While it's easy enough to imagine how using online customer services might work for your business, seeing real changes spring from these complaints and putting them to constructive use is another matter. But it can be done, and one of the biggest brands in the world has shown a recent example of how this could work.
That brand happens to be McDonalds, which is launching a new drive-through solution explicitly in response to the complaints it has seen from customers on Twitter. This is the kind of positive response that serves as a sign that your company is at least listening and trying to improve itself, as opposed to simply ignoring a possible problem.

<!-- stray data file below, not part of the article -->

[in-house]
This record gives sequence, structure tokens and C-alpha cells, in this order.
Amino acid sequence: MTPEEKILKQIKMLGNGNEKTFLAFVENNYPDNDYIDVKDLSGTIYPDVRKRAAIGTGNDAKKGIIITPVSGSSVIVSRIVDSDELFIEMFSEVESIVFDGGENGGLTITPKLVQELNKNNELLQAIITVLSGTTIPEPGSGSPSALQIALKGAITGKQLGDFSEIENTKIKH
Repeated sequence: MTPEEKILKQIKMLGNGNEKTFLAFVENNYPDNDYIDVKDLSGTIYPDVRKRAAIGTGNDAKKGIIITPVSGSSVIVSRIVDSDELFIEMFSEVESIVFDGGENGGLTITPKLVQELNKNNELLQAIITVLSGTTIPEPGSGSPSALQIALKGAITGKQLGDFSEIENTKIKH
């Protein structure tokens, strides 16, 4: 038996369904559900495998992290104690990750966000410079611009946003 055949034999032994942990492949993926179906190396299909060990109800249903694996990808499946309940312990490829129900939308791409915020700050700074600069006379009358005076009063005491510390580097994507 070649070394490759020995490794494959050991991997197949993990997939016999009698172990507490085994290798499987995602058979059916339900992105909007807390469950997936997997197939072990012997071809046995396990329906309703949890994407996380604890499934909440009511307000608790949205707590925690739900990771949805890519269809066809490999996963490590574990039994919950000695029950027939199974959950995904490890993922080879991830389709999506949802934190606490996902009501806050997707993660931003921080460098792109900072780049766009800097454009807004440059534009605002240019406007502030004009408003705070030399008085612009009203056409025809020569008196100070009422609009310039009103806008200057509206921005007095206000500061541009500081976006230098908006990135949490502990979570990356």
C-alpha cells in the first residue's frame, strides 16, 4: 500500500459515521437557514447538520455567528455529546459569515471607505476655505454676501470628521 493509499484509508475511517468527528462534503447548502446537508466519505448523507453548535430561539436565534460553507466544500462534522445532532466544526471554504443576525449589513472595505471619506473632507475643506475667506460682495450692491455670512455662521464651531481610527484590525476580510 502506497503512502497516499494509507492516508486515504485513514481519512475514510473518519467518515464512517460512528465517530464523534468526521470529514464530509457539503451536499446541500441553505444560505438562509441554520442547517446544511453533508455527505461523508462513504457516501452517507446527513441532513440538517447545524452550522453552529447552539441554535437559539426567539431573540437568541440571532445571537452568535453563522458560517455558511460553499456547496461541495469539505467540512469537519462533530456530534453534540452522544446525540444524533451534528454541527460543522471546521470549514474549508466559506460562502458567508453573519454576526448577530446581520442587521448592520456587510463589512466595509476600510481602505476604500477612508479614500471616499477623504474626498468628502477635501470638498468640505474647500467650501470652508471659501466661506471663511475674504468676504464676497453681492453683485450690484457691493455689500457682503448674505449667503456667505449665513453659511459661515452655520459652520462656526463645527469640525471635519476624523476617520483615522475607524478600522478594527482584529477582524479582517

A sample of the "twittercism" recorded by Fast Company that seems to have inspired this change include customers lamenting the lack of staff at drive through windows and one upset user who stated that the line was so long he "literally had [his] heart break."
While that's doubtful, it does point toward the "Fast Forward" window that McDonalds is now implementing, which is intended to help divert the flow of traffic that might build up behind one station all too easily.
However, this might make the use of experienced pros who know the difference between useless venting, "trolling" and real feedback, to give your business some direction and a place to grow from, very important.
And it's not just the online or social media-based service providers that can be helpful in this way: your business can attempt to give an answering service that same kind of approachability by assuring callers that they're being listened to and something tangible might come out of it.